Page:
Chris Irving graduated from Le Moyne College with a BS degree in Accounting. She has recently retired from her firm, Irving & Associates, that provided accounting and tax services for 35 years.   Chris has served as president, vice president, treasurer and board member for Gadabout, the YMCA and the Finger Lakes Runners Club and continues to enjoy her involvement in community nonprofits.  When she is biking, watching ANY kind of sports or out hiking, she enjoys a bucolic life on the farm with Dave, three dogs and the herd of beef cattle.

Elaine Engst received a B.A. in History from William Smith College and an M.A. in history from Cornell University. She worked in the Cornell University Library from 1979 until her retirement in 2015, serving as Director of the Division of Rare and Manuscript Collections and as Cornell University Archivist. At Cornell, she also supervised the state-wide New York State Historical Documents Inventory survey project.  Elaine was active in the archival profession, serving on the Society of American Archivists' (SAA) governing Council and chairing the Program Committee, and was named a distinguished Fellow, the Society’s highest form of recognition in 1996.  She also co-chaired the New York State Historical Records Advisory Board from 2006 until 2014. 
Retirement now allows to do her own research, most recently co-authoring Achieving Beulah Land: The Long Struggle for Suffrage in Tompkins County, New York, with an associated Cornell Web exhibition on “Woman Suffrage at Cornell.” And what an exciting time to become a part of The History Center!

Sarah Fiorello was drawn to exploring the Ithaca area’s cultural and geological heritage soon after arriving as an undergraduate, which has developed into a lifelong interest. She spent the first nine years of her career leading interpretive guided tours and nature programs within State Parks of the Finger Lakes region and the past twelve years as interpretation coordinator for Cornell Botanic Gardens. In this role, she carries out her passion for offering visitors meaningful ways to connect through developing interpretive materials such as outdoor signs, exhibits, brochures, self-guided tours, and more. Sarah holds a Bachelor of Science in natural resources and a Master of Professional Studies in horticulture from Cornell University.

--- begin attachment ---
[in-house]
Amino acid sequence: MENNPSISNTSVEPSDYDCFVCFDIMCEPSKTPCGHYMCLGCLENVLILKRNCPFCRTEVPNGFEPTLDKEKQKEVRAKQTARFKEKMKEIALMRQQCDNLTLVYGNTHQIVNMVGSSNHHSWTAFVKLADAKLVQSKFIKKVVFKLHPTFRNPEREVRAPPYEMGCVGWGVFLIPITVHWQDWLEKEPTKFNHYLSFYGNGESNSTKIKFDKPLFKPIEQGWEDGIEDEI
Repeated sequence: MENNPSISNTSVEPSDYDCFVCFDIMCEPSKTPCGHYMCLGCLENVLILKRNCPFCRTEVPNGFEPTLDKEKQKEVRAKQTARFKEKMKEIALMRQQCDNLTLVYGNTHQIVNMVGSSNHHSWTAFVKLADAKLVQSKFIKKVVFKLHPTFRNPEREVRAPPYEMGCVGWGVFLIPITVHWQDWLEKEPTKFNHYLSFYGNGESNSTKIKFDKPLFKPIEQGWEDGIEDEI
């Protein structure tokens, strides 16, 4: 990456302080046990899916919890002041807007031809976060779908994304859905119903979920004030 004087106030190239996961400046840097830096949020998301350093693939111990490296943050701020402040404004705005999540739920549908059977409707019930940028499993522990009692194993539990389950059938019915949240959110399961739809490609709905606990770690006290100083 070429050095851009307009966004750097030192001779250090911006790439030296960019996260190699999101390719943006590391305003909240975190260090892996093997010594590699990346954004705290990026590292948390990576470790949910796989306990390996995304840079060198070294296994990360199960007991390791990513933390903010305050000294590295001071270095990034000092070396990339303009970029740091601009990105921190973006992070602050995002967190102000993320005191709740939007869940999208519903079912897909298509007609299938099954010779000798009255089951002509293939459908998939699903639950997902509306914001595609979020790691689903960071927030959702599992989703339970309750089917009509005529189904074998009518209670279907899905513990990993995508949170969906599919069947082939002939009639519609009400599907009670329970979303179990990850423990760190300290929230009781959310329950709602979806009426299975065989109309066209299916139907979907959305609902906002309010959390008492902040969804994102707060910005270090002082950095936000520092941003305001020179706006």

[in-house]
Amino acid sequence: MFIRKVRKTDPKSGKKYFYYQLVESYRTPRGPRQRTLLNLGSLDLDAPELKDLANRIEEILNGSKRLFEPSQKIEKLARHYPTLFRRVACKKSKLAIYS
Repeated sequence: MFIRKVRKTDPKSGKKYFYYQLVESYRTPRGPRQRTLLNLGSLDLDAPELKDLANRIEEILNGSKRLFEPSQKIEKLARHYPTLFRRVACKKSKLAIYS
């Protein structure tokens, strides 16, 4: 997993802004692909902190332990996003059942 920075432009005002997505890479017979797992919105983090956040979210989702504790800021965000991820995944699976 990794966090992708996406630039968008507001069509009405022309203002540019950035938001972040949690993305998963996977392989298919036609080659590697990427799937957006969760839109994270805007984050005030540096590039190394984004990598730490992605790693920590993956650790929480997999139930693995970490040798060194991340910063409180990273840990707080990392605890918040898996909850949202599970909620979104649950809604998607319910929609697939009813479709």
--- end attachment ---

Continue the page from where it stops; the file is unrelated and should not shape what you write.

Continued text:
Eric Fitzpatrick was born in Rochester, NY in 1986, moved with his parents to Dryden in 1990, and graduated from Dryden High School in 2004. He holds a Bachelor's degree from SUNY Cortland in Business Economics and has been with the Tompkins Trust Company for 12 years working in various positions and currently as an Investment Analyst and Trader. He loves to golf and collect coins. He is also an oil painter and has had a few shows around Ithaca.

Rich John, having lived in Ithaca and Tompkins County for over fifty years, was elected to the Tompkins County Legislature in a special election in November 2016. Rich comes to the office with a background of twenty years as a general practice partner in a local law firm, and nine years serving as the general counsel and vice president of compliance for the global product testing and inspection company Intertek. Rich has volunteered as a youth coach in several sports, a board member of Historic Ithaca, and what was then called the Alcoholism Council of Tompkins County. Currently, Rich John is a member of the Government Operations Committee, and serves as the Chair of the Public Safety and Jail Study Committees. He has also been appointed as a member of the Tompkins County Industrial Development Committee involved with supporting businesses and economic development in the County. Rich is a graduate of Ithaca High School, Cornell University, and the University of Notre Dame. He is married and, together with his wife, raised three children on East Hill.